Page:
For the three drivers tested across scenarios regarding terrestrial systems, land use change is projected to be the dominant driver of biodiversity loss, followed by changes in climate and nitrogen deposition. But there are differences between biomes (medium certainty) (S10.2). For example, climate change will be the dominant driver of biodiversity change in tundra, boreal forest, cool conifer forest, savanna, and deserts. Nitrogen deposition will be an important driver in warm mixed forests and temperate deciduous forest. These two ecosystems are sensitive to nitrogen deposition and include densely populated areas. Considering these three drivers together, the total loss of vascular plant diversity from 1970 to 2050 ranges from 13% to 19%, depending on the scenario (low certainty). The impact of other important drivers, such as overexploitation and invasive species, could not be assessed as fully, suggesting that terrestrial biodiversity loss may be larger than the above projection.

Source & ©: Millennium Ecosystem Assessment
 Ecosystems and Human Well-being: Biodiversity Synthesis (2005),
Chapter 4, p.60

5.3 How much biodiversity might be lost in the aquatic environment by 2050 and beyond?

The source document for this Digest states:

Vast changes are expected in world freshwater resources and hence in their provisioning of ecosystem services (S9.4.5). (See Figure 4.6) Under the two scenarios with a reactive approach to the environment (Order from Strength and Global Orchestration), massive increases in water withdrawals in developing countries are projected to lead to an increase in untreated wastewater dis­charges, causing a deterioration of freshwater quality. Climate change leads to both increasing and declining river runoff, depending on the region. The combination of huge increases in water withdrawals, decreasing water quality, and decreasing runoff in some areas leads to an intensification of water stress over wide areas. In sum, a deterioration of the services provided by freshwater resources (such as aquatic habitat, fish production, and water supply for households, industry and agriculture) is expected under the two scenarios with a reactive approach to the environment, with a less severe decline under the other two scenarios (medium certainty).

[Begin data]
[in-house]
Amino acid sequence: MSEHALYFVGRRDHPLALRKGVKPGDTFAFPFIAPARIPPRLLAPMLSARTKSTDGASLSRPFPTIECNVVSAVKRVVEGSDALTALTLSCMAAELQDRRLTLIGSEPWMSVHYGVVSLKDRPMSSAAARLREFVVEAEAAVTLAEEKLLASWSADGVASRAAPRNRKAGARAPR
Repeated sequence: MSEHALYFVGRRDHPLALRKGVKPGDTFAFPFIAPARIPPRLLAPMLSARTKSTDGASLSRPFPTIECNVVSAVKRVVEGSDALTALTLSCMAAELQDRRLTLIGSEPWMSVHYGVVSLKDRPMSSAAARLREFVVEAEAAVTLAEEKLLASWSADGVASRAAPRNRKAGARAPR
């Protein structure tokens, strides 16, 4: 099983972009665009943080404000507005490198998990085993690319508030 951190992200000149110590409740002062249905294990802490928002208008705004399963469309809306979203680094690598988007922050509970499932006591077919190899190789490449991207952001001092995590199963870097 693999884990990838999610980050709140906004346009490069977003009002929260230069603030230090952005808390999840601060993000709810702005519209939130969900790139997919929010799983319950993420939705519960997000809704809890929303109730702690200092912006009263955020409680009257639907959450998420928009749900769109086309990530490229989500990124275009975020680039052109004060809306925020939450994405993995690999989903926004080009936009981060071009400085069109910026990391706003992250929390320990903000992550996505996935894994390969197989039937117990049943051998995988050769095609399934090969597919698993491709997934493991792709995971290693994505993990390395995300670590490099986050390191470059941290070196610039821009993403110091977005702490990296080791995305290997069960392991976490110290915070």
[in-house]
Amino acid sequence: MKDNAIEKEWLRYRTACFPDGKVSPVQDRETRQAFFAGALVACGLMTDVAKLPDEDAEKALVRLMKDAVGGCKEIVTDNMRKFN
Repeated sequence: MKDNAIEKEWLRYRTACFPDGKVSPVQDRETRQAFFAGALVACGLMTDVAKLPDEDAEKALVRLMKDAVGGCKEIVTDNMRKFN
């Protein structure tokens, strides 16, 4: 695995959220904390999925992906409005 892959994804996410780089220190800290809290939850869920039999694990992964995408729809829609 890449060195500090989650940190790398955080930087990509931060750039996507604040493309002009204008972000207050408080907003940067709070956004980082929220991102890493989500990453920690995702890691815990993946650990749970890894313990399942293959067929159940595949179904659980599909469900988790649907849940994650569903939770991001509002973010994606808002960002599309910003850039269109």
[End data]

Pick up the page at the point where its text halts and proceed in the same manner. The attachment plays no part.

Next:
Fish populations are projected to be lost from some river basins under all scenarios due to the combined effects of climate change and water withdrawals. Under all scenarios, water availability decreases in 30% of the modeled river basins from the combined effects of climate change and water withdrawal, as projected by the WaterGAP model (S10.3). Based on established but incomplete scientific understanding of fish species-discharge relationships, the decreased water discharge will result in eventual losses of up to 65% (by 2100) of fish species from these basins (low certainty).

Climate change rather than water withdrawal is the major driver for the species losses from most basins, with projected losses from climate change alone of up to 65% by 2100. Rivers that are projected to lose the most fish species are concentrated in poor tropical and sub-tropical countries, where the needs for human adaptation are most likely to exceed governmental and societal capacity to cope (S10.3). Many rivers and lakes also experience increased temperatures, eutrophication, acidification, and increased invasions by nonindigenous species, leading to loss of native biodiversity. No algorithms exist for estimating the numbers of species lost due to these drivers, but recent experience suggests that they cause losses greater than those caused by climate change and water withdrawal.